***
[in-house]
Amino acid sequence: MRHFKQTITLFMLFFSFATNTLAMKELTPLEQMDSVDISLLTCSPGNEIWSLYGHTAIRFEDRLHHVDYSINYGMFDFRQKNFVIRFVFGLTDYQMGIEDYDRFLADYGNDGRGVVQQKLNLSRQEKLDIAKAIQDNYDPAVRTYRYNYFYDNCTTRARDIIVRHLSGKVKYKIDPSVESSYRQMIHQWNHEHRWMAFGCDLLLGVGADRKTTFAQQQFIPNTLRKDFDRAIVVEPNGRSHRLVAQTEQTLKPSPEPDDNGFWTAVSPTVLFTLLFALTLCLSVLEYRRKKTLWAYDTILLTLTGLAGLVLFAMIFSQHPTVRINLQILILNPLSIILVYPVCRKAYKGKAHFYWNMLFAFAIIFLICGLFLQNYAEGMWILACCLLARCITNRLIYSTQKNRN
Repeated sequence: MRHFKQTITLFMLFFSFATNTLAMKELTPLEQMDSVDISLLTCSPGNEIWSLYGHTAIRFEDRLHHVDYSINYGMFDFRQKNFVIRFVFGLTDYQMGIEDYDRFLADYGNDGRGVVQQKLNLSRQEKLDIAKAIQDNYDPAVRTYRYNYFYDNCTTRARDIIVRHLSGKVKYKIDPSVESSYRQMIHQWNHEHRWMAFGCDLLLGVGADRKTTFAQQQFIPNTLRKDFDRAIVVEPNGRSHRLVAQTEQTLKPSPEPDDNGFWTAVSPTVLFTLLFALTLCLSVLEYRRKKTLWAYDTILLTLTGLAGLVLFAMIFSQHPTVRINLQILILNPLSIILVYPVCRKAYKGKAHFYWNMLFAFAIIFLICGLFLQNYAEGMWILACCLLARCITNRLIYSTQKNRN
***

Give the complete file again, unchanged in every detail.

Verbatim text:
[in-house]
Amino acid sequence: MRHFKQTITLFMLFFSFATNTLAMKELTPLEQMDSVDISLLTCSPGNEIWSLYGHTAIRFEDRLHHVDYSINYGMFDFRQKNFVIRFVFGLTDYQMGIEDYDRFLADYGNDGRGVVQQKLNLSRQEKLDIAKAIQDNYDPAVRTYRYNYFYDNCTTRARDIIVRHLSGKVKYKIDPSVESSYRQMIHQWNHEHRWMAFGCDLLLGVGADRKTTFAQQQFIPNTLRKDFDRAIVVEPNGRSHRLVAQTEQTLKPSPEPDDNGFWTAVSPTVLFTLLFALTLCLSVLEYRRKKTLWAYDTILLTLTGLAGLVLFAMIFSQHPTVRINLQILILNPLSIILVYPVCRKAYKGKAHFYWNMLFAFAIIFLICGLFLQNYAEGMWILACCLLARCITNRLIYSTQKNRN
Repeated sequence: MRHFKQTITLFMLFFSFATNTLAMKELTPLEQMDSVDISLLTCSPGNEIWSLYGHTAIRFEDRLHHVDYSINYGMFDFRQKNFVIRFVFGLTDYQMGIEDYDRFLADYGNDGRGVVQQKLNLSRQEKLDIAKAIQDNYDPAVRTYRYNYFYDNCTTRARDIIVRHLSGKVKYKIDPSVESSYRQMIHQWNHEHRWMAFGCDLLLGVGADRKTTFAQQQFIPNTLRKDFDRAIVVEPNGRSHRLVAQTEQTLKPSPEPDDNGFWTAVSPTVLFTLLFALTLCLSVLEYRRKKTLWAYDTILLTLTGLAGLVLFAMIFSQHPTVRINLQILILNPLSIILVYPVCRKAYKGKAHFYWNMLFAFAIIFLICGLFLQNYAEGMWILACCLLARCITNRLIYSTQKNRN